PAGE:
And yet, this time of year, the warm temps draw many people to city and suburban streets,
tracks and trails, ready to take that first run of the season. A good percentage of these spring
runners haven’t kept up their strides throughout the winter. It should come as no surprise that a
4-mile run for a previously inactive person is going to stir up a few aches and pains.

Especially as we age, our ability to move undergoes changes. But whether we’re talking about a
college student or a retiree, returning to an activity without proper planning is a recipe for
disaster. That’s where physical therapy comes in. Physical therapists are trained to treat injuries
and ease pain, but they can also help their patients prevent injuries and safely prepare to
participate in new activities.

Think of physical therapists as “movement consultants” who can ensure that your body is
physically ready to tackle a new challenge—or resume a favorite leisure activity. Here’s another
example to illustrate what we’re talking about: Let’s say that you play in an adult soccer league
and you’re preparing to play in your first game of the season in a few weeks. You probably hung
up your cleats when the last season ended months ago, but expect to pick up just where you left
off. But it’s simply too much to ask for your 2019 debut on the field to be on the same level as
the last game of the previous season, when you likely had reached peak performance.

This is a good time for your PT to step in and help you shake off the rust. The rehab professional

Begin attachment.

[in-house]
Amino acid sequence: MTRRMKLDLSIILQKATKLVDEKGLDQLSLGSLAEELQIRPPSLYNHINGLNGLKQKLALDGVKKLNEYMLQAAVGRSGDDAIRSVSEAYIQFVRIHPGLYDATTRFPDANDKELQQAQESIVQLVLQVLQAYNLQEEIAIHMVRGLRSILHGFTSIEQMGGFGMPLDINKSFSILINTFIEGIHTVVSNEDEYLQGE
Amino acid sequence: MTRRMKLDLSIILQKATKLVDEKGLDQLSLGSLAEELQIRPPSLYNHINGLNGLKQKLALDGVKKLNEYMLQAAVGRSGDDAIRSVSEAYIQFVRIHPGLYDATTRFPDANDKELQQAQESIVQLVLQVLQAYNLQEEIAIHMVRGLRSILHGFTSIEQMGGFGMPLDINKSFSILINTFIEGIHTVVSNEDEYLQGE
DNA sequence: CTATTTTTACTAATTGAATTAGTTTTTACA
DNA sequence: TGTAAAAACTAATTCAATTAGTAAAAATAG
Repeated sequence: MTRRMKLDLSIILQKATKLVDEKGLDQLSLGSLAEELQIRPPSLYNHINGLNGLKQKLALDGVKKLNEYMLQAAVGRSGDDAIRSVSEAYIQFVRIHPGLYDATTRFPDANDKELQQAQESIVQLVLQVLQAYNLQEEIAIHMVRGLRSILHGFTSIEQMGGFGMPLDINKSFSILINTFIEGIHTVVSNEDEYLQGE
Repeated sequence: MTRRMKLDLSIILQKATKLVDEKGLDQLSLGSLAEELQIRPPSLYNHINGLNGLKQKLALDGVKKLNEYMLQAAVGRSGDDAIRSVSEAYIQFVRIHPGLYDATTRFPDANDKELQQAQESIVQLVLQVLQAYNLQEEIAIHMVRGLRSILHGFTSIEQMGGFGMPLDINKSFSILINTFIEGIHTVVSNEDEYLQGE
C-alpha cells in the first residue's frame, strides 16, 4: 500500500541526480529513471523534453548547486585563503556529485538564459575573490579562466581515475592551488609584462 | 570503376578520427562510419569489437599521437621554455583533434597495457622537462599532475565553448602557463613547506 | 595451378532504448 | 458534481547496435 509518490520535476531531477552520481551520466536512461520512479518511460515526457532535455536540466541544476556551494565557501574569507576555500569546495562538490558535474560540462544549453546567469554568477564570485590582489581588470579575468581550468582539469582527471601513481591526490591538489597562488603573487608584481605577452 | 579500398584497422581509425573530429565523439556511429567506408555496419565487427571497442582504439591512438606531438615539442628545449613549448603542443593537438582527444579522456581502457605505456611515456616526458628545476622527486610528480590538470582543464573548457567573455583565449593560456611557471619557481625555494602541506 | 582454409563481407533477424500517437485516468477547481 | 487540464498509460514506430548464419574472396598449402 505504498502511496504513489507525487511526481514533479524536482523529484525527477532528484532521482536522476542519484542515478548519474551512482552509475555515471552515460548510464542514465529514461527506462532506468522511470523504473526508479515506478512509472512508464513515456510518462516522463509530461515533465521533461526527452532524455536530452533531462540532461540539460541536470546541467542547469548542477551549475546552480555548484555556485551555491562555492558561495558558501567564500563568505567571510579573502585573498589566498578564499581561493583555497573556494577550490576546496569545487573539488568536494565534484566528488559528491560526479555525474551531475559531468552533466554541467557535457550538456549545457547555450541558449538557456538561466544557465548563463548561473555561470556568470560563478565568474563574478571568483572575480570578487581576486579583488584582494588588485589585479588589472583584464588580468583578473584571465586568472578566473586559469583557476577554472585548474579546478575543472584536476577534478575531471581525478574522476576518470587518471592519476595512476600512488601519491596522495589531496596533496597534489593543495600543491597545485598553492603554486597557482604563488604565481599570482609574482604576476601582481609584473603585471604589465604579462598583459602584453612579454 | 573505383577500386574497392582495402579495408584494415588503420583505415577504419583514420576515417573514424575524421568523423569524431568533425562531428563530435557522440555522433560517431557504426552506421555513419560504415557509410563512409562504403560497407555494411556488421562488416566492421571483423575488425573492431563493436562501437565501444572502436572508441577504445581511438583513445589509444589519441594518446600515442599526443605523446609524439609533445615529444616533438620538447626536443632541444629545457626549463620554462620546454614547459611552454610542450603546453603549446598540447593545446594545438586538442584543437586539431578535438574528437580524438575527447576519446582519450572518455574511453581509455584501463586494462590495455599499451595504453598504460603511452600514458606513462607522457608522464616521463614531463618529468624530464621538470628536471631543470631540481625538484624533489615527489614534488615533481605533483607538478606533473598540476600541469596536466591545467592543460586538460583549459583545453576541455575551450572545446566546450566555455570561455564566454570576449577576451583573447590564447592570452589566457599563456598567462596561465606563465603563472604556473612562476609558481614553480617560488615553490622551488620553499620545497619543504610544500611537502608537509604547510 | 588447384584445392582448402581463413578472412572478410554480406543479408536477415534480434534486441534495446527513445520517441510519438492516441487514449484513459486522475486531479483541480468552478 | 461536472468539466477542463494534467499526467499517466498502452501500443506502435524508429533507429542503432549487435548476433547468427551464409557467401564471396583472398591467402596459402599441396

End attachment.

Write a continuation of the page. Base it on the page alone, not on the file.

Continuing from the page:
can customize an exercise plan to help you slowly return to sport and avoid an injury that could
sideline you for the whole season. Or like cleaning the filters before firing up your air
conditioner for the first time this year, the rehab expert can help to ensure that your body is
prepared to return to its former activity level following a hiatus.

The Number One Thing You Can Do to Improve Your Physical Therapy Experience

Dealing with the pain and limited mobility associated with an injury or illness can be stressful for so many reasons. You might have questions like, “How long will I be sidelined?” and “What do I need to do to get better?” Or maybe you’re worried about how you’ll pick your children up from school, walk to the train for your commute or prepare meals for your family.
These are all perfectly normal concerns. Luckily, there are some ways that you can gain control over the situation and ensure that you return to the activities you care most about—especially if physical therapy is part of your plan.

What you can do before your very first appointment—and during physical therapy—to take control of that injury-related stress? First and foremost, it’s important to come prepared for physical therapy. And no, I’m not talking about dressing appropriately and arriving on time (or even better, 15 minutes ahead of your scheduled appointment). That stuff is important, of course, but there’s one thing you can do in the days leading up to your appointment that will set you up for success.